Sample preparation is one of the most important steps in analytical chemistry. Preparation can vary from extractions to dilutions to standard preparation. Attention to detail and accuracy are essential. Analytical chemistry involves multiple steps. The first step is sample preparation and any error in the process will affect the final results. Automation can remove costly errors and improve precision and accuracy while protecting the analyst from repetitive motion injuries and toxic substances.
Quantitative analysis requires not only sample prep but also standard prep. When preparing a calibration curve, the analyst has to follow a recipe in order to ensure standard accuracy. Any error in the standard preparation and the calibration curve will need to be re-prepped and re-run. Thus, valuable time and resources are wasted.
Environmental standard preparation is essential for accurate results. For USEPA Method 8270 Semi-Volatile Organic Carbon (SVOC) standards, a stock standard needs to be prepared and then diluted into the calibration curve standards. USEPA Method 8260, 624 and 524 Volatile Organic Carbon (VOC) purge and trap standards require that a stock standard be made and then spiked into a series of forty milliliter vials filled with DI water. Both types of standards are used to calibrate the analytical system and to verify that the system is working properly. If mistakes are made, time is lost.
Furthermore, laboratories are trying to limit the amount personnel exposure and usage of solvents, the automation of the sample preparation process can aid in both of these goals. Liquid liquid extraction is a common technique for sample preparation, the automation of this procedure is beneficial and can save money on both solvents and personnel time.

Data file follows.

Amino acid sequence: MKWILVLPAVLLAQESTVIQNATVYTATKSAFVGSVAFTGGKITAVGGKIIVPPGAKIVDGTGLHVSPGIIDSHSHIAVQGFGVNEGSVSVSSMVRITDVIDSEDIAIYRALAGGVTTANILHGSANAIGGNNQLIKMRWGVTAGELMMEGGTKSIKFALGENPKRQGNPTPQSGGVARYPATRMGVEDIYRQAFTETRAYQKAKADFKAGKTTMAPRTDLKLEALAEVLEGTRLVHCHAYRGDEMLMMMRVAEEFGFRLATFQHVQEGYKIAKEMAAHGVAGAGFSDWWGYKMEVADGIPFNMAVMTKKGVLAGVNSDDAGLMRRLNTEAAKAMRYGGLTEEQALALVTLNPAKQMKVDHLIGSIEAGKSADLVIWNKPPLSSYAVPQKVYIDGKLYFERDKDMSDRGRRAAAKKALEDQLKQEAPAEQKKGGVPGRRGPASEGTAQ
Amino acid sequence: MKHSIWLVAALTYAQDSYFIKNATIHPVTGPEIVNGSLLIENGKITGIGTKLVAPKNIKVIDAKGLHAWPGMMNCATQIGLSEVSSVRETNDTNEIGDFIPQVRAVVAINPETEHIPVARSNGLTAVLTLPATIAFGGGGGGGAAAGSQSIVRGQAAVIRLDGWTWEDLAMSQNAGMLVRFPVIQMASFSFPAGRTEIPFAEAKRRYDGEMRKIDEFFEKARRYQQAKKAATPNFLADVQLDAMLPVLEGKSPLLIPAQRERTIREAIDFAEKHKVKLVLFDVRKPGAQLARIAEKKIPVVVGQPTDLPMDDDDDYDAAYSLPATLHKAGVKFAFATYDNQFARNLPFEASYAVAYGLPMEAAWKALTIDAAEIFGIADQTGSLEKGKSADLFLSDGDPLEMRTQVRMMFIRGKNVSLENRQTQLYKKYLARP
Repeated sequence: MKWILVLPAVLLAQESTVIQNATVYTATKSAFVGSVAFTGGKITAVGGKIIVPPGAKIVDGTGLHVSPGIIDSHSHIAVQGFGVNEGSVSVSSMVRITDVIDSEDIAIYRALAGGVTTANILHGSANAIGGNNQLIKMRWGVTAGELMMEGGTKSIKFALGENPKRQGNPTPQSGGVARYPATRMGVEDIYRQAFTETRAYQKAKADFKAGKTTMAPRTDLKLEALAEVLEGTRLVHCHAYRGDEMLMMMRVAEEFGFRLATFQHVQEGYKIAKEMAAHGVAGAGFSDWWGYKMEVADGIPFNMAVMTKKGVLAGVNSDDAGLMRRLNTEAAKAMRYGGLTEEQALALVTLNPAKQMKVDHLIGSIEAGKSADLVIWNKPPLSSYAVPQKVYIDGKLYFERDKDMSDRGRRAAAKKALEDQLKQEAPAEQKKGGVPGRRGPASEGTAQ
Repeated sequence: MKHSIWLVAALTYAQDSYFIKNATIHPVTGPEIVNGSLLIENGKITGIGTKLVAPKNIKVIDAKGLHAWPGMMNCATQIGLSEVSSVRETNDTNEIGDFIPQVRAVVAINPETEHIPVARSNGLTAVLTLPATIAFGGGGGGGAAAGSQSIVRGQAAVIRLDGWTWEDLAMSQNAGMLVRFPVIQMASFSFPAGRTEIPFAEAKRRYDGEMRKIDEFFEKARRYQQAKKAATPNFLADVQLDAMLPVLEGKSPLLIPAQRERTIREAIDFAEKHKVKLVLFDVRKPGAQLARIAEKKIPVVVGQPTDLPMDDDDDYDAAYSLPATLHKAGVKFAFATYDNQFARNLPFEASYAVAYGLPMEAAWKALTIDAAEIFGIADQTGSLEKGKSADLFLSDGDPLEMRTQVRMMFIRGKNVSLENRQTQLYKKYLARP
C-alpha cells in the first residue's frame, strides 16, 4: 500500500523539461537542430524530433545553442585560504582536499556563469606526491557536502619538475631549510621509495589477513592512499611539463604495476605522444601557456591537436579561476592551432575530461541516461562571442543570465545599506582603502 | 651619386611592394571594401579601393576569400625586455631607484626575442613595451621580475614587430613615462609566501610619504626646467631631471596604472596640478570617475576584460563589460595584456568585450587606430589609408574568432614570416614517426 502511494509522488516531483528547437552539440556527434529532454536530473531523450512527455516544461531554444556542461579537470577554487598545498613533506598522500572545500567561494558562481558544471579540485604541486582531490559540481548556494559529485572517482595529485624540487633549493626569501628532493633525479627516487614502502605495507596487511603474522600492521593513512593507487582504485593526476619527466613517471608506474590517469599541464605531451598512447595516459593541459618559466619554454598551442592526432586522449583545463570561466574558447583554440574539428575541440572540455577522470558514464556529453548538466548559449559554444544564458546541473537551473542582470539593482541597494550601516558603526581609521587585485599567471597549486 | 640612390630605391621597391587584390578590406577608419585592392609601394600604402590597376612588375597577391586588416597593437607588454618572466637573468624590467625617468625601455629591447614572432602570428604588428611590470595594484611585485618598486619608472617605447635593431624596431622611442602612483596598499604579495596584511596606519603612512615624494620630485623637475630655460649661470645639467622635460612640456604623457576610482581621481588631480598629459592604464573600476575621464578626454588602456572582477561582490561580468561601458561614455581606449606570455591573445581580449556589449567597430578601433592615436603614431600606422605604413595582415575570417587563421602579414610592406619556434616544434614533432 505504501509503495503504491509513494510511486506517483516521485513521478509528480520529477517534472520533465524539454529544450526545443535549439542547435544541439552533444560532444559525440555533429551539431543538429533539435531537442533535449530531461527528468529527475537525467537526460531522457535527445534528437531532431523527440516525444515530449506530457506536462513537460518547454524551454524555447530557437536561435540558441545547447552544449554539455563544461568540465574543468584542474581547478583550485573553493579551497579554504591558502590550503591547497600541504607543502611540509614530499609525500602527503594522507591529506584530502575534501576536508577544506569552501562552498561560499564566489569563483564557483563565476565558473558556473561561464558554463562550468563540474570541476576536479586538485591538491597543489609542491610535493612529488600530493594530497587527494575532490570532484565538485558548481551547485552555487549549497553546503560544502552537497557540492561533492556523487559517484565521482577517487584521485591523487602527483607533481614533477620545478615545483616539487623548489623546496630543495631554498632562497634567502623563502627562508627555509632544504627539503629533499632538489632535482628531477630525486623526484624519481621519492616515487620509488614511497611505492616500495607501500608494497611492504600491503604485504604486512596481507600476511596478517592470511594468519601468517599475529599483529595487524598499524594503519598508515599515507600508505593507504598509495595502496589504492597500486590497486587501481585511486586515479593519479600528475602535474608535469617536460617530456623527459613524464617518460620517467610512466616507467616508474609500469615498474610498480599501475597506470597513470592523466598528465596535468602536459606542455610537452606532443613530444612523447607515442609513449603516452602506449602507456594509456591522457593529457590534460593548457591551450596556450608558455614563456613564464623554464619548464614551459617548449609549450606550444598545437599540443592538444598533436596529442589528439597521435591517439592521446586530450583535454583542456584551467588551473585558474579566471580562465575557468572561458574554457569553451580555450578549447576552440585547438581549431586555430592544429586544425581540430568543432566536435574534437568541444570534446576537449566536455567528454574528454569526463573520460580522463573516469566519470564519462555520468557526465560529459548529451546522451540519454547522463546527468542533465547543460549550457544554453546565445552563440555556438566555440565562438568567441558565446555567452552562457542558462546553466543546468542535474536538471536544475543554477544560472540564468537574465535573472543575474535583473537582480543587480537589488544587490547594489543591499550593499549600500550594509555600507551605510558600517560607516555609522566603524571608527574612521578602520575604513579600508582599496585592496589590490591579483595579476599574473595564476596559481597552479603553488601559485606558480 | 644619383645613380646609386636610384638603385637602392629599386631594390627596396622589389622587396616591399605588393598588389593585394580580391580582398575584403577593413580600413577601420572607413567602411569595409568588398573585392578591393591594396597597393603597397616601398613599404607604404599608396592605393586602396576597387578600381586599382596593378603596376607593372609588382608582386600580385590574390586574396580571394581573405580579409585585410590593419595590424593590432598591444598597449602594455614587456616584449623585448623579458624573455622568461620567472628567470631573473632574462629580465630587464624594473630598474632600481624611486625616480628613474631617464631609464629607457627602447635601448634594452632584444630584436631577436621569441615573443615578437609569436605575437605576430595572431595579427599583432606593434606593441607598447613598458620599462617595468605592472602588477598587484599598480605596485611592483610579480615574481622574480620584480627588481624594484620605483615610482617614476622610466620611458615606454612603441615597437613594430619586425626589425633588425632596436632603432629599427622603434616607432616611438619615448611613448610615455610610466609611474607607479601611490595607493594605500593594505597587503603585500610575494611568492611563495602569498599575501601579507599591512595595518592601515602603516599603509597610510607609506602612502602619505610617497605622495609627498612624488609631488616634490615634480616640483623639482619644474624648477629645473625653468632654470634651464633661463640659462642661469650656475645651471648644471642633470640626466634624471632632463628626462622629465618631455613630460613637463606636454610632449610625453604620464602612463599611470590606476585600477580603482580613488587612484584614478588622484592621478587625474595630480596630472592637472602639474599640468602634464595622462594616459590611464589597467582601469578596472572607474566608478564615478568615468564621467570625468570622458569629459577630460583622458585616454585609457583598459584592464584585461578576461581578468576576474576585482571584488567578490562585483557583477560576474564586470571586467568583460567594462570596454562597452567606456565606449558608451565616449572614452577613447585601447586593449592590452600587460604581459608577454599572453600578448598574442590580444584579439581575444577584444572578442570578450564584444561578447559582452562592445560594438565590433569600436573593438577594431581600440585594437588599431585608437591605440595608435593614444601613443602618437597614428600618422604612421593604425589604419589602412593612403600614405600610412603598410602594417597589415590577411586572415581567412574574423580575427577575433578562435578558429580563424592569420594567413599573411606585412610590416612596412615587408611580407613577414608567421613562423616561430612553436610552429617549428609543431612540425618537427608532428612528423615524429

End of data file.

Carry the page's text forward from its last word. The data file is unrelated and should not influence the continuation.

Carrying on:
The EST Flex Robotic Sampling Platform is capable of performing standard preparation and liquid/liquid extraction for small volumes. The Flex can be placed on your benchtop for sample prep or installed on top of a GC system for both sample prep and sample analysis automation. EST Analytical also sells the ePrep. The ePrep is a liquid handling system capable of transferring volumes as small as 1µl up to as large as 10mL at one time. The ePrep Sample Preparation Workstation utilizes a suite of innovative technologies to bring automation of sample preparation to every laboratory.
If you are just getting started with automated sample preparation, contact us to reach one of our application specialists who would be glad to offer some tips and tricks. Feel free to look at some of our application notes which will help you on your way.
The preparation of Volatile Organic Standards (VOCs) for the United States Environmental Protection Agency (USEPA) Method 8260D is a tedious prospect. Since the analytes in Method 8260D are volatile, standard preparation can be challenging. This application will demonstrate the capability to automate standard preparation for volatile organic standards.
Sample preparation is one of the most important steps in analytical chemistry. Attention to detail and accuracy are essential. For these reasons, many laboratories are interested in automating sample preparation procedures so as to limit the possibility of human error. This application will explore automated standard preparation of Poly Aromatic Hydrocarbon (PAH) compounds for USEPA Method 8270.
Extraction of Poly Aromatic Hydrocarbon (PAH) compounds from water involves using a large volume of solvent. The advent of more sensitive Mass Spectrometers (MS) coupled with Large Volume Injection (LVI) onto the Gas Chromatograph (GC) has aided in better detection of PAH compounds. In consequence, micro-extraction of PAH compounds from water has become a viable solution for sample preparation. This application will investigate an automated liquid-liquid extraction technique for the preparation of PAH water samples.
Coffee is a requirement for many people to start their day. In order to determine the amount of caffeine in coffee, many coffee producers use liquid-liquid extraction. Assorted coffee blends will be extracted for caffeine using an automated liquid-liquid extraction technique with the intention of answering this question.